In November 2012, Graves' immediate supervisor -- Tomekia Friday -- notified Bank of America's Fraud Investigations Group (" Fraud Investigations" ) that she observed suspicious computer system screen-prints sent from Graves' work email account. (Doc. 26-2 ¶ ¶ 2-4.) In her position as a customer service associate, Graves had access to the bank's confidential customer information, including account numbers, telephone numbers, and addresses. (Doc. 26-1 at 6-8.) Bank of America's Code of Ethics Policy, of which Graves was aware and on which she had been trained, directed employees not to " access customer information or use customer information except for appropriate business purposes." (Id. at 15-16, 74.)

Based on Friday's alert, Bank of America's Cyber Forensics Department reviewed email sent from Graves' work account. (Doc. 26-2 ¶ 5.) The Cyber Forensics Department discovered that " [a] number of emails that Ms. Graves forwarded to her personal email account contained customer sensitive information, including customer names, account numbers, and addresses." (Id.) On December 6, 2012, Patrick Williams, an investigator with Fraud Investigations, met with Graves and informed her of the results of the Cyber Forensics Department's review. (Doc. 26-1 at 19, 25-26; Id. ¶ 7.) Graves admitted to forwarding confidential customer information from her work email account to her personal email account. (Doc. 26-1 at 21; Doc. 26-2 ¶ 8.)[4]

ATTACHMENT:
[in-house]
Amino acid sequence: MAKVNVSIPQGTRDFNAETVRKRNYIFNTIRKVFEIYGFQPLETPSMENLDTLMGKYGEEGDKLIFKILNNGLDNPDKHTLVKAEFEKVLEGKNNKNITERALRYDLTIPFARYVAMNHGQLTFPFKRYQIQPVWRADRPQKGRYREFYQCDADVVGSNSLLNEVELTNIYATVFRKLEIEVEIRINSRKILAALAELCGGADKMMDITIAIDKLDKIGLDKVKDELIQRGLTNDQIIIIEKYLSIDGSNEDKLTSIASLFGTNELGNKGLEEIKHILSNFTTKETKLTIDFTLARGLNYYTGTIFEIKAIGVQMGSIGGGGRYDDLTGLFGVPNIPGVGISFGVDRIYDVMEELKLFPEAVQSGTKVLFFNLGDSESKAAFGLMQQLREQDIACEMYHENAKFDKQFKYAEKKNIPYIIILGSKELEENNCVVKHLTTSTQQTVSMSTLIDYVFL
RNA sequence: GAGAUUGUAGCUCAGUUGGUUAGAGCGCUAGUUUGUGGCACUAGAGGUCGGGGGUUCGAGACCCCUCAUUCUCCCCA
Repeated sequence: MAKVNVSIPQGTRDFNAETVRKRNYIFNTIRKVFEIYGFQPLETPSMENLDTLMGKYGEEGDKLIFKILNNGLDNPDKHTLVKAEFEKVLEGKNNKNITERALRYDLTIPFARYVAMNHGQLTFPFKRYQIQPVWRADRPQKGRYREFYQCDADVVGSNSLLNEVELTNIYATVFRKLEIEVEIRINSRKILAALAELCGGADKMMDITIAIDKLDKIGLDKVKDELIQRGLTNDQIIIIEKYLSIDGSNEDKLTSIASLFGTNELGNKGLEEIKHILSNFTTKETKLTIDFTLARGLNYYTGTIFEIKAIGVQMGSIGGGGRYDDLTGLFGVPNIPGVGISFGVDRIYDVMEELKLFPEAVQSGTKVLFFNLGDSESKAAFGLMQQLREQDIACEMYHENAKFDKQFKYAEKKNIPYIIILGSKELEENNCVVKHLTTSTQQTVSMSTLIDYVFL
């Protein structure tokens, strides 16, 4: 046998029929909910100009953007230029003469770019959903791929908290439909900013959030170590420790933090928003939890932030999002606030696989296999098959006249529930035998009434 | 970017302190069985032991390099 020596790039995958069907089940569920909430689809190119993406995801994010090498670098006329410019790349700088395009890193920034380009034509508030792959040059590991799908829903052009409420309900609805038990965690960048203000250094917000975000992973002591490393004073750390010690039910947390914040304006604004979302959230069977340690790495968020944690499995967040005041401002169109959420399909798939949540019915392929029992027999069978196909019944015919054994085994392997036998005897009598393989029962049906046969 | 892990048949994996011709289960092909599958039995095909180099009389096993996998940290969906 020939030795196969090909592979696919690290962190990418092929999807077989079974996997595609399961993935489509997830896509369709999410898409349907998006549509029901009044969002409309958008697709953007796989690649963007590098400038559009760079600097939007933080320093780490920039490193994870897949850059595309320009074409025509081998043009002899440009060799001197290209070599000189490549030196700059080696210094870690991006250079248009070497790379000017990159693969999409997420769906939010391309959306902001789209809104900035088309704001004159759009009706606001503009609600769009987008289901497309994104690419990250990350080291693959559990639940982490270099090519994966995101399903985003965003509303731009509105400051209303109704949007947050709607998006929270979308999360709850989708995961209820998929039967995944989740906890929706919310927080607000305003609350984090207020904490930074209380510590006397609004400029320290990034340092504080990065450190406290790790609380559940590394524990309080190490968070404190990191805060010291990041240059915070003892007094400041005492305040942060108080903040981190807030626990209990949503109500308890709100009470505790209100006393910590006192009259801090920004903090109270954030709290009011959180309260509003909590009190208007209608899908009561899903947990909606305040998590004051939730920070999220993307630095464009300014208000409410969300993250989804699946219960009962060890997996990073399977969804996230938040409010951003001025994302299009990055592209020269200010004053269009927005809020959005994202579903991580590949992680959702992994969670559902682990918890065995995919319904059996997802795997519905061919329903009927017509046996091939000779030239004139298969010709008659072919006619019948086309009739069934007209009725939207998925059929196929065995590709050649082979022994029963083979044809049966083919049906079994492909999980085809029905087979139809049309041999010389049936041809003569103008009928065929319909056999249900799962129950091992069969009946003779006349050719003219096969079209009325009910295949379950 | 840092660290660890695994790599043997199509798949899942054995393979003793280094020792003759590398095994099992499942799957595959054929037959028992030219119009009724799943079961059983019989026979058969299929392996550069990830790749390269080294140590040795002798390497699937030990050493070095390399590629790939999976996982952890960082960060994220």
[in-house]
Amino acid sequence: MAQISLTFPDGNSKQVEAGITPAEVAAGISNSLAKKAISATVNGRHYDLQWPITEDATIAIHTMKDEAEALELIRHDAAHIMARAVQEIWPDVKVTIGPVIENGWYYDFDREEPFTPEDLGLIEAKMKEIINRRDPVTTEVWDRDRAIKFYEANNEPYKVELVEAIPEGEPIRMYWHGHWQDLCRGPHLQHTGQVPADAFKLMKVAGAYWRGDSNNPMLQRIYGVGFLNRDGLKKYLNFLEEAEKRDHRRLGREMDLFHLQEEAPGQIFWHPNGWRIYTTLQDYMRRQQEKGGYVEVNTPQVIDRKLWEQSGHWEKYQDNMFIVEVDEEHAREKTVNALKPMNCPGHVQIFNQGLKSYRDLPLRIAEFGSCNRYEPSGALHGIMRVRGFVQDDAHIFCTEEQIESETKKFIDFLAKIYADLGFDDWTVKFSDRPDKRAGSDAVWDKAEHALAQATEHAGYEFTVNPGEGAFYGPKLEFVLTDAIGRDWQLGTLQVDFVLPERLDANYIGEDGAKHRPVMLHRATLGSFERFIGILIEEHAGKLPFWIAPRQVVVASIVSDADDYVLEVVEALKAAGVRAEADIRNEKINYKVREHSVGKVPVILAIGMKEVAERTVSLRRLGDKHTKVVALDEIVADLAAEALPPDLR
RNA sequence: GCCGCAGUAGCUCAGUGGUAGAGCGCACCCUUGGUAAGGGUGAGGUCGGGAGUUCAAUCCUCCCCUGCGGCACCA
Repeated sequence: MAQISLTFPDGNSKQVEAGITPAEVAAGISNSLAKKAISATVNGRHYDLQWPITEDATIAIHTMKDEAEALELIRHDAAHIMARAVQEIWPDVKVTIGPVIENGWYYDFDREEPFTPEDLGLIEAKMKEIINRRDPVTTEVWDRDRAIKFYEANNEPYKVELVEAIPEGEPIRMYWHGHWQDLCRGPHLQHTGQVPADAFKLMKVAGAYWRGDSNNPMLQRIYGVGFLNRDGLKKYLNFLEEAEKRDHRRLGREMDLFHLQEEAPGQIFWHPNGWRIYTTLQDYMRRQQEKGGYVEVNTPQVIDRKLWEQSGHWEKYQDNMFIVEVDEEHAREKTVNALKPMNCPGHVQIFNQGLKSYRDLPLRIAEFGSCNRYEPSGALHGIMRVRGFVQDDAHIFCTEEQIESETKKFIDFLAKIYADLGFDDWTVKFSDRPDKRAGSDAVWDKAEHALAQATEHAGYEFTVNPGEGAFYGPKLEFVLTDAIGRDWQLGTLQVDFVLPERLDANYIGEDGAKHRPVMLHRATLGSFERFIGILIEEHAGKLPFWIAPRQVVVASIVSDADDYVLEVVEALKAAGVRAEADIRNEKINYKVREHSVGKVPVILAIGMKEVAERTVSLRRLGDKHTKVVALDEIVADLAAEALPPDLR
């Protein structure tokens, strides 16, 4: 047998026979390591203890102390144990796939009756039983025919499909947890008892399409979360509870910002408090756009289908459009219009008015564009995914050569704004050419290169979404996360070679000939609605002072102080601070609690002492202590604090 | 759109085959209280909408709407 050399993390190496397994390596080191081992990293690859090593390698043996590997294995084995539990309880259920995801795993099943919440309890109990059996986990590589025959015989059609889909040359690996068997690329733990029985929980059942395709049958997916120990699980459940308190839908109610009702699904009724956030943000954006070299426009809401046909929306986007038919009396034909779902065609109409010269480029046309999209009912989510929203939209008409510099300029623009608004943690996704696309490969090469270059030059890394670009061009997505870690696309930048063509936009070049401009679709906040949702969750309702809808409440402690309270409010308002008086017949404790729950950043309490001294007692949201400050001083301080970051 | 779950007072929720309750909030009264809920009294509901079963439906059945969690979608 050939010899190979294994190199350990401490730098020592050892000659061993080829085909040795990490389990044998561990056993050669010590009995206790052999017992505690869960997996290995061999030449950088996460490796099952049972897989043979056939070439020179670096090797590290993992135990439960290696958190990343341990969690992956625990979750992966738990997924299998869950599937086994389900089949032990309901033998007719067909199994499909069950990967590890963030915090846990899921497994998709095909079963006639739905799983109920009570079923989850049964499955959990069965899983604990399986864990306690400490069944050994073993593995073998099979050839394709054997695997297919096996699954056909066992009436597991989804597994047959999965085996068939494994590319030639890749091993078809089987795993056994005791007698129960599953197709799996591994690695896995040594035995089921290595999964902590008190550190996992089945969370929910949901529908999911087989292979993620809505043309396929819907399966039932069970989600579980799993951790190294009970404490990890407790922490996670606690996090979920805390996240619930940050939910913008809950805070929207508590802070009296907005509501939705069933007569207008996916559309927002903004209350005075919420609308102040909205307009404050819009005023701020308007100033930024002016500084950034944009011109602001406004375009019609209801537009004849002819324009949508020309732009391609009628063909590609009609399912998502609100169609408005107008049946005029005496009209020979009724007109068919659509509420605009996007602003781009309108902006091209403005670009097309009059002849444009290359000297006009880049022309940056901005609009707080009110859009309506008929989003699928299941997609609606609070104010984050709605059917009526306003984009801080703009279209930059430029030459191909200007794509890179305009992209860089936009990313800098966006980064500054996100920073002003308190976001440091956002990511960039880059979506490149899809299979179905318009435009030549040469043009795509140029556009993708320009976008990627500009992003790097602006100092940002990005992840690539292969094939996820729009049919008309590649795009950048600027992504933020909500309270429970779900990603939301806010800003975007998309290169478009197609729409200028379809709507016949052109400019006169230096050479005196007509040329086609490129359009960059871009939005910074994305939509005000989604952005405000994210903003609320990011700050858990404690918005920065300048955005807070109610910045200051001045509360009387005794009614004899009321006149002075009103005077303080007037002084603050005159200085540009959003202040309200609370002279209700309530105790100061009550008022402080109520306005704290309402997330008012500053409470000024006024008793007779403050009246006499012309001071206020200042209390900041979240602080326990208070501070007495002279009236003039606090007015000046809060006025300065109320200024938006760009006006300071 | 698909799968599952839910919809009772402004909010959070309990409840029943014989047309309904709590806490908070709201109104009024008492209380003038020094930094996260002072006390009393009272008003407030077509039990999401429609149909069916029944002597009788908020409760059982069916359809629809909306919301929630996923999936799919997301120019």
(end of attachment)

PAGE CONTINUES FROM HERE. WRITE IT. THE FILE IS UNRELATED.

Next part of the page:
Given Graves' admission, Williams instructed her to delete all emails containing customer information and any hard copies of those emails. (Doc. 26-2 ¶ 10.) In accordance with the bank's procedures, Williams also asked that Graves provide a written statement of her actions and execute an affidavit confirming deletion of the forwarded emails. (Doc. 26-1 at 83-84; Doc. 26-2 ¶ 11.) The bank's Code of Ethics Policy required employees " to cooperate

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with all internal investigations into violations of Bank of America's Code of Ethics Policy." (Doc. 26-1 at 14, 73.) Graves responded that she would delete all emails and hard copies. (Id. at 25-27; Doc. 26-2 ¶ 12.) She refused, however, to sign the affidavit. (Doc. 26-1 at 27.)

On December 12, 2012, Williams followed up with Graves, requesting that she sign the affidavit. (Id. at 28-29, 87.) He informed her that mere verbal confirmation that she had deleted all the emails and hard copies was insufficient and that she had until December 17, 2012, to sign the affidavit. (Id. at 29-30, 86-87.) Again, Graves refused to sign the affidavit. (Id. at 29, 86.) Williams ...